As they came into sight of the bleachers,
Lawrence stood up. Something must have
alerted him to trouble, because he snatched
his books off the bench and hurried toward them.

"What is going on here?" Coach Petersen said
as he came alongside Stan and Jayce.

"No big deal, Jayce just wants to talk
about some personal stuff with
Lawrence," said Stan.

"Oh, not that sissy shit again,"
Coach Petersen said, rolling his eyes.
"I told you to keep it in your pants
and quit whining about it!"

"You knew about this?"
Stan rounded on him. "Coach,
this isn't the kind of thing that
you can just bottle up."

"And I don't need you turning
every boy on this team into
a damn pansy," the coach said.

"Hey, let's not get all wound up,"
Lawrence said, stepping into the fray.
"Think it through, there has to be --"

"Well, of course you'd stick up
for him," Coach Petersen snapped.

"You have no idea," Lawrence breathed.

Coach Petersen went right on haranguing
both Lawrence and Jayce, with no sign
of slowing down any time soon.

Stan started to feel like everything was
getting out of hand, and he wasn't
sure what he could do to stop it.

Until he was.

"I quit," he said.

"What?" the coach said,
finally turning back to him.

"I resign from the team,"
Stan said. "You can promote
someone else to my position."

"You can't do that," Brant squawked,
suddenly alarmed despite his lack
of recent support. "We need you!"

"Brant is right," said Coach Petersen.
"You've got a responsibility to the team.
You can't just bail out because you
got your precious feelings hurt."

"I'm sorry, Coach, but football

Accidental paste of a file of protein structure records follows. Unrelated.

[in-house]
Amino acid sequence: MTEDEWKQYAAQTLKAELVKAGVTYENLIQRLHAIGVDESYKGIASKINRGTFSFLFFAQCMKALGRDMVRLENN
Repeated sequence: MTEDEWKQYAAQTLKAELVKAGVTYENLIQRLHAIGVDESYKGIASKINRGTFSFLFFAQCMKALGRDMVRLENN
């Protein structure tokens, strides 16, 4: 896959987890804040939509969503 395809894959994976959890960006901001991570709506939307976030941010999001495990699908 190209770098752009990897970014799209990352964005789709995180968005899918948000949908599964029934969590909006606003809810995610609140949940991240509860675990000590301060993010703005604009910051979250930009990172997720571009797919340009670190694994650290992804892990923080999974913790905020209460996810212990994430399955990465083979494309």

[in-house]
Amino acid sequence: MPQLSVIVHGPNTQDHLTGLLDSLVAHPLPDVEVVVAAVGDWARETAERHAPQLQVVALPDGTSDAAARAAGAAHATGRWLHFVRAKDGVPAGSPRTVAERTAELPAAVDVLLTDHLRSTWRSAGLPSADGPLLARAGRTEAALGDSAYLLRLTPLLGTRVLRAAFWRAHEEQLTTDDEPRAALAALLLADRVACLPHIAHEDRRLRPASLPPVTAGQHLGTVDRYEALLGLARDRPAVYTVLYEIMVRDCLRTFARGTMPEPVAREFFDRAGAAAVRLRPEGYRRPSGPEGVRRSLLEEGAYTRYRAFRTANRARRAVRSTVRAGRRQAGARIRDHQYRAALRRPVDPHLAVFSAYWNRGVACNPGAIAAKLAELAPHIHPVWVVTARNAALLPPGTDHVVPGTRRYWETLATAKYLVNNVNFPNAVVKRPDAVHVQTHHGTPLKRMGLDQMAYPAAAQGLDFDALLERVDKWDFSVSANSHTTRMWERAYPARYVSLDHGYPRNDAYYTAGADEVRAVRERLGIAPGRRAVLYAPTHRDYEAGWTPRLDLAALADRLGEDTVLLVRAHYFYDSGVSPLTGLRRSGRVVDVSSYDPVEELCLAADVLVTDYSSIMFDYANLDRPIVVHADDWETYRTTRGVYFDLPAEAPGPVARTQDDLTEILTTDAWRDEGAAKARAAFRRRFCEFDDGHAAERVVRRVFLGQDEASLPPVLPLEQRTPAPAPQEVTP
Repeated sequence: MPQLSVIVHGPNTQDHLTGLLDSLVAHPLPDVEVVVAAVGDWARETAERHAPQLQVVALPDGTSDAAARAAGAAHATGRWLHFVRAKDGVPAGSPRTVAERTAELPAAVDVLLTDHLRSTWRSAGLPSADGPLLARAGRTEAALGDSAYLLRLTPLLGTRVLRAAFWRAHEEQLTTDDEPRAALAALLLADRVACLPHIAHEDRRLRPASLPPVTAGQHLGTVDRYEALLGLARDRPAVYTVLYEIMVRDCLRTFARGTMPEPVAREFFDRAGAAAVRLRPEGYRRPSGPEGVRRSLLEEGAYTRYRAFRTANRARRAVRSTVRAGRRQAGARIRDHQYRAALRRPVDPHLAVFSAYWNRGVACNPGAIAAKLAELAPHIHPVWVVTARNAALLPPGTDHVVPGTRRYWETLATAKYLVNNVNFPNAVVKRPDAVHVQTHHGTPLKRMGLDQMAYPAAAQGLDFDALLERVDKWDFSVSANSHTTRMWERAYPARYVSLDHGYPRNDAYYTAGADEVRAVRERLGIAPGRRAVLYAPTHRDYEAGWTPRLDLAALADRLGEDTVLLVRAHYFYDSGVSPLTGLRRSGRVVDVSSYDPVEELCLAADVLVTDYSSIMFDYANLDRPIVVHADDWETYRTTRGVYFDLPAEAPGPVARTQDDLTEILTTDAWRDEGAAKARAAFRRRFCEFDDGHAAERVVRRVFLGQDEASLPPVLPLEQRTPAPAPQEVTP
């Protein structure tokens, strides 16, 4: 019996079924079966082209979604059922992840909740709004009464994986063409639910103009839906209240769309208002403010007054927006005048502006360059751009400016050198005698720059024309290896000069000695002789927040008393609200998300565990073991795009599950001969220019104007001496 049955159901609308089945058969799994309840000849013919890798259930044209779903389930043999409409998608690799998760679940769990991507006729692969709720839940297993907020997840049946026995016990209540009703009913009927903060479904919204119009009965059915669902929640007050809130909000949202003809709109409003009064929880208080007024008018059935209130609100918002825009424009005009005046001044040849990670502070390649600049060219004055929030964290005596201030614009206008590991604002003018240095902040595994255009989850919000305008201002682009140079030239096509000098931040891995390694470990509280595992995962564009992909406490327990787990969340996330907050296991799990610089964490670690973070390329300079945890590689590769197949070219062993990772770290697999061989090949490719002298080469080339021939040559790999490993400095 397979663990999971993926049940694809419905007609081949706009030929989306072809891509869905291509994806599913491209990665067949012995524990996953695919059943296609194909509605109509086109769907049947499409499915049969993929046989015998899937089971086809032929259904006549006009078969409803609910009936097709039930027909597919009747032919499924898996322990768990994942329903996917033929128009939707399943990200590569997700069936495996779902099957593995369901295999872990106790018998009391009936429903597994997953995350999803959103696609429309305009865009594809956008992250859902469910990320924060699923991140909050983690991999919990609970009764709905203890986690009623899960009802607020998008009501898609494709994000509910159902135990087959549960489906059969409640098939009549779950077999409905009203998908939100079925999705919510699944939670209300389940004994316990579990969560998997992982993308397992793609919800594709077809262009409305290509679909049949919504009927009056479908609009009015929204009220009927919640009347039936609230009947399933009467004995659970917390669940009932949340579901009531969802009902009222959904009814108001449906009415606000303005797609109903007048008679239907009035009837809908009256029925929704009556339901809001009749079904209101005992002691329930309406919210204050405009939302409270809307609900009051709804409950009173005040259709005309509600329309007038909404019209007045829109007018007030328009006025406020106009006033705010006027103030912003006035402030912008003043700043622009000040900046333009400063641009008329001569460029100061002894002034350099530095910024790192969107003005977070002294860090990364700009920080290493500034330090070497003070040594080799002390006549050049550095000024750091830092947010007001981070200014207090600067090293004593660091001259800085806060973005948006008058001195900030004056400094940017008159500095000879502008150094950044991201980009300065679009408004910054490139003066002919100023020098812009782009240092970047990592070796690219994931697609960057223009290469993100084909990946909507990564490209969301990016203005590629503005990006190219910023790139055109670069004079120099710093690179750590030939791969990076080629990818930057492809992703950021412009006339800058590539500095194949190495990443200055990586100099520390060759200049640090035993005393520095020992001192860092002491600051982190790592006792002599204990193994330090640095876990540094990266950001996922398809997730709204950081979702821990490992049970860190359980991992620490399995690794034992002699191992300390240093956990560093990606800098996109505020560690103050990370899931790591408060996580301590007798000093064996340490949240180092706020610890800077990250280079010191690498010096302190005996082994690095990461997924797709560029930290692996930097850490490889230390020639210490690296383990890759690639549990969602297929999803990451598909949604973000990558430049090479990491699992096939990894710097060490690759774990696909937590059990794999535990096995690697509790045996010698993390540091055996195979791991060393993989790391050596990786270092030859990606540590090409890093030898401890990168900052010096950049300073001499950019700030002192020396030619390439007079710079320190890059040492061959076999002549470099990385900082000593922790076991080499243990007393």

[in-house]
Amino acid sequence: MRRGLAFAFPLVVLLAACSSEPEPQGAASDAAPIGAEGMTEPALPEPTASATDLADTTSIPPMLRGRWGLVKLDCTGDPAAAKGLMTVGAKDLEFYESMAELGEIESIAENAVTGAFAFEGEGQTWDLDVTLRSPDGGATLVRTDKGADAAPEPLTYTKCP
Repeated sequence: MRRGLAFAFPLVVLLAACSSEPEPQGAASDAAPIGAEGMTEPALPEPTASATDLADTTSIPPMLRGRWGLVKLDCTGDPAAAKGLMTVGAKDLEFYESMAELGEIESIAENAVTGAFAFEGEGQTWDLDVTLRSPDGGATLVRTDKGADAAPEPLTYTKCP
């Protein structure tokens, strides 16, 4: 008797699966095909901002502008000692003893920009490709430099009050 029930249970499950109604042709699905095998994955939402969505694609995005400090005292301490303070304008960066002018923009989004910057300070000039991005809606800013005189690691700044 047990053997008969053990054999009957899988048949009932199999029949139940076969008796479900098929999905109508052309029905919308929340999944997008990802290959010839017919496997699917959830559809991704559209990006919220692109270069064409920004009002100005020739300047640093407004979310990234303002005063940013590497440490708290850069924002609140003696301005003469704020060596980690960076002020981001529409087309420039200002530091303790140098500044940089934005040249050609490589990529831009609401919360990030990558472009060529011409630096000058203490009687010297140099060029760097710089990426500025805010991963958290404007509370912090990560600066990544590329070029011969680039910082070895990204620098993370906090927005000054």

just isn't as much fun anymore,"
Stan said, shaking his head. "I
don't want to follow someone who
picks on his own team members."

"Stan, think about this, it's
a really big step," Lawrence said
as he laid a hand on Stan's arm.

"I've been thinking about it
for a while, and it just now
snapped into focus," Stan said.
"Don't worry about me. I'm sure."

Coach Petersen started shouting
at them, his face turning red like it did
when they fumbled a play in practice.

Jayce edged behind Stan, and
Lawrence stepped in so that Jayce
was completely hidden behind them.

"You can't keep someone
on the team who doesn't want
to be there," Lawrence said.
"I asked and Stan said that
he's sure. Just let it go."

"I am not going to stand back
and let you two fairies destroy
a team I've spent all year building!"
Coach Petersen roared.

"With all due respect, sir, I'm not
the one destroying the team, you are,"
Stan said evenly. "Just because you don't
choose to pursue your interest in men,
doesn't make it okay for you to pick on
other people about their gender identity